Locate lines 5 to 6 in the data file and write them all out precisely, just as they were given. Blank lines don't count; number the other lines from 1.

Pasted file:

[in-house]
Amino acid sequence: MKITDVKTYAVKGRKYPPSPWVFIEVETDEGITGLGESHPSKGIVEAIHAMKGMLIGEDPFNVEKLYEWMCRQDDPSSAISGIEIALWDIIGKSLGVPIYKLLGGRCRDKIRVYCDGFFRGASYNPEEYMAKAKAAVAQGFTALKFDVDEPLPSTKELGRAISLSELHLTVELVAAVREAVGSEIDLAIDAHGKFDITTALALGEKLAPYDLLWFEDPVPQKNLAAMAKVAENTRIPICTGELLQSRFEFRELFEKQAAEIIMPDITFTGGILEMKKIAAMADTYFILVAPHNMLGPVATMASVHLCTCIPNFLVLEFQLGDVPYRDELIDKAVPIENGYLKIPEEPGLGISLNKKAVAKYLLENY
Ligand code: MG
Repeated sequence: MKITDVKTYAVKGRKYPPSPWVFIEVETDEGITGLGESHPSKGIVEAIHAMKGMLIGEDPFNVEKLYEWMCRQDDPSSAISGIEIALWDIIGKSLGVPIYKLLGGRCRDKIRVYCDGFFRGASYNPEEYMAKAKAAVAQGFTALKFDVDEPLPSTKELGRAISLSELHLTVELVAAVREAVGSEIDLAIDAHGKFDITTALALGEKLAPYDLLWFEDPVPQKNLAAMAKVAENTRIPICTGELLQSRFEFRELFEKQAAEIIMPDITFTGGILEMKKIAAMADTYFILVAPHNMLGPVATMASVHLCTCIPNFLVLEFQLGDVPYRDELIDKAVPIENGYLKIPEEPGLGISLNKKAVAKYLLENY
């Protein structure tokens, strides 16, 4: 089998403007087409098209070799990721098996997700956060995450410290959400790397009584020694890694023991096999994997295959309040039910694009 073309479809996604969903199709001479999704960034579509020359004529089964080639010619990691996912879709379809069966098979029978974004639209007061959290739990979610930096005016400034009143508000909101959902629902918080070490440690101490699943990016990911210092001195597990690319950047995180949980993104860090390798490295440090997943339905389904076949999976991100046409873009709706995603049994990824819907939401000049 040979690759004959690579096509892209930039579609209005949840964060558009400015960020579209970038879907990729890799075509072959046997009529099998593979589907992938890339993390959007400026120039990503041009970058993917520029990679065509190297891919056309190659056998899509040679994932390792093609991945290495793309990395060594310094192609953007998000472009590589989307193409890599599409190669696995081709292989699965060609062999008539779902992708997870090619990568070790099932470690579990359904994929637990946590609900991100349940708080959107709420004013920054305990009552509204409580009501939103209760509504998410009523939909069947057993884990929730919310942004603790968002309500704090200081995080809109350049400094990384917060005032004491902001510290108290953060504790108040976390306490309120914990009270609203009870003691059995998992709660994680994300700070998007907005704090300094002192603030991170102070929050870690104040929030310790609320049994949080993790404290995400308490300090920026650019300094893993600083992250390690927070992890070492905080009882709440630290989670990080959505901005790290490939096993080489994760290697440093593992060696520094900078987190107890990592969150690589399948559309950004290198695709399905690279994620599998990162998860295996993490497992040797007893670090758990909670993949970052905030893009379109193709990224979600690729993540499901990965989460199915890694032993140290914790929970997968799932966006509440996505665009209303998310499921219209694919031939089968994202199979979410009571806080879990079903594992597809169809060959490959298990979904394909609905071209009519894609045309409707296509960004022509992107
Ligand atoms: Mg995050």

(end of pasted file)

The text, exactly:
């Protein structure tokens, strides 16, 4: 089998403007087409098209070799990721098996997700956060995450410290959400790397009584020694890694023991096999994997295959309040039910694009 073309479809996604969903199709001479999704960034579509020359004529089964080639010619990691996912879709379809069966098979029978974004639209007061959290739990979610930096005016400034009143508000909101959902629902918080070490440690101490699943990016990911210092001195597990690319950047995180949980993104860090390798490295440090997943339905389904076949999976991100046409873009709706995603049994990824819907939401000049 040979690759004959690579096509892209930039579609209005949840964060558009400015960020579209970038879907990729890799075509072959046997009529099998593979589907992938890339993390959007400026120039990503041009970058993917520029990679065509190297891919056309190659056998899509040679994932390792093609991945290495793309990395060594310094192609953007998000472009590589989307193409890599599409190669696995081709292989699965060609062999008539779902992708997870090619990568070790099932470690579990359904994929637990946590609900991100349940708080959107709420004013920054305990009552509204409580009501939103209760509504998410009523939909069947057993884990929730919310942004603790968002309500704090200081995080809109350049400094990384917060005032004491902001510290108290953060504790108040976390306490309120914990009270609203009870003691059995998992709660994680994300700070998007907005704090300094002192603030991170102070929050870690104040929030310790609320049994949080993790404290995400308490300090920026650019300094893993600083992250390690927070992890070492905080009882709440630290989670990080959505901005790290490939096993080489994760290697440093593992060696520094900078987190107890990592969150690589399948559309950004290198695709399905690279994620599998990162998860295996993490497992040797007893670090758990909670993949970052905030893009379109193709990224979600690729993540499901990965989460199915890694032993140290914790929970997968799932966006509440996505665009209303998310499921219209694919031939089968994202199979979410009571806080879990079903594992597809169809060959490959298990979904394909609905071209009519894609045309409707296509960004022509992107
Ligand atoms: Mg995050």